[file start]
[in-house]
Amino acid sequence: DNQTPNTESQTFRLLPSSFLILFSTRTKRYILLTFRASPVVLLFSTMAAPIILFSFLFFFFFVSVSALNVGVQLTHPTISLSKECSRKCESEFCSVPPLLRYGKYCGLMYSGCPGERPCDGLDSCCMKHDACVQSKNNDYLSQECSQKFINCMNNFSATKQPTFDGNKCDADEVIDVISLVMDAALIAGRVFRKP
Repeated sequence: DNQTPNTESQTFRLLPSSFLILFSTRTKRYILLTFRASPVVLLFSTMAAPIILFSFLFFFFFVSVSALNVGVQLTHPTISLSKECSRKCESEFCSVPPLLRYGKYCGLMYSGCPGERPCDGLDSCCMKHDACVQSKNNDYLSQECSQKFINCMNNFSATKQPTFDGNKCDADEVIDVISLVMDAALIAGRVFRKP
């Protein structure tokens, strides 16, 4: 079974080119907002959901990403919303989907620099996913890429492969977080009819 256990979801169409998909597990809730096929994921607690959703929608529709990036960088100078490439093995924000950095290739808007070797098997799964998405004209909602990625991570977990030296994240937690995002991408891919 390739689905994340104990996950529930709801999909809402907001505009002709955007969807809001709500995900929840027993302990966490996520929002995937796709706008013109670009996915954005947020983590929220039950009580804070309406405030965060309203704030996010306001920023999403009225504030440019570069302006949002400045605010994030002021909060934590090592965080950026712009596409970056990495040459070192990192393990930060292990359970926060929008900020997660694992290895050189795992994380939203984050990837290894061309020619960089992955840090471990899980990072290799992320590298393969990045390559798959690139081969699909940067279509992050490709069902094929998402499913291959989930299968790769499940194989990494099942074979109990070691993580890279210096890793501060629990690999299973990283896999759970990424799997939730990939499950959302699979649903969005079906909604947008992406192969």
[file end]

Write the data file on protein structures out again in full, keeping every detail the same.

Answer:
[in-house]
Amino acid sequence: DNQTPNTESQTFRLLPSSFLILFSTRTKRYILLTFRASPVVLLFSTMAAPIILFSFLFFFFFVSVSALNVGVQLTHPTISLSKECSRKCESEFCSVPPLLRYGKYCGLMYSGCPGERPCDGLDSCCMKHDACVQSKNNDYLSQECSQKFINCMNNFSATKQPTFDGNKCDADEVIDVISLVMDAALIAGRVFRKP
Repeated sequence: DNQTPNTESQTFRLLPSSFLILFSTRTKRYILLTFRASPVVLLFSTMAAPIILFSFLFFFFFVSVSALNVGVQLTHPTISLSKECSRKCESEFCSVPPLLRYGKYCGLMYSGCPGERPCDGLDSCCMKHDACVQSKNNDYLSQECSQKFINCMNNFSATKQPTFDGNKCDADEVIDVISLVMDAALIAGRVFRKP
């Protein structure tokens, strides 16, 4: 079974080119907002959901990403919303989907620099996913890429492969977080009819 256990979801169409998909597990809730096929994921607690959703929608529709990036960088100078490439093995924000950095290739808007070797098997799964998405004209909602990625991570977990030296994240937690995002991408891919 390739689905994340104990996950529930709801999909809402907001505009002709955007969807809001709500995900929840027993302990966490996520929002995937796709706008013109670009996915954005947020983590929220039950009580804070309406405030965060309203704030996010306001920023999403009225504030440019570069302006949002400045605010994030002021909060934590090592965080950026712009596409970056990495040459070192990192393990930060292990359970926060929008900020997660694992290895050189795992994380939203984050990837290894061309020619960089992955840090471990899980990072290799992320590298393969990045390559798959690139081969699909940067279509992050490709069902094929998402499913291959989930299968790769499940194989990494099942074979109990070691993580890279210096890793501060629990690999299973990283896999759970990424799997939730990939499950959302699979649903969005079906909604947008992406192969």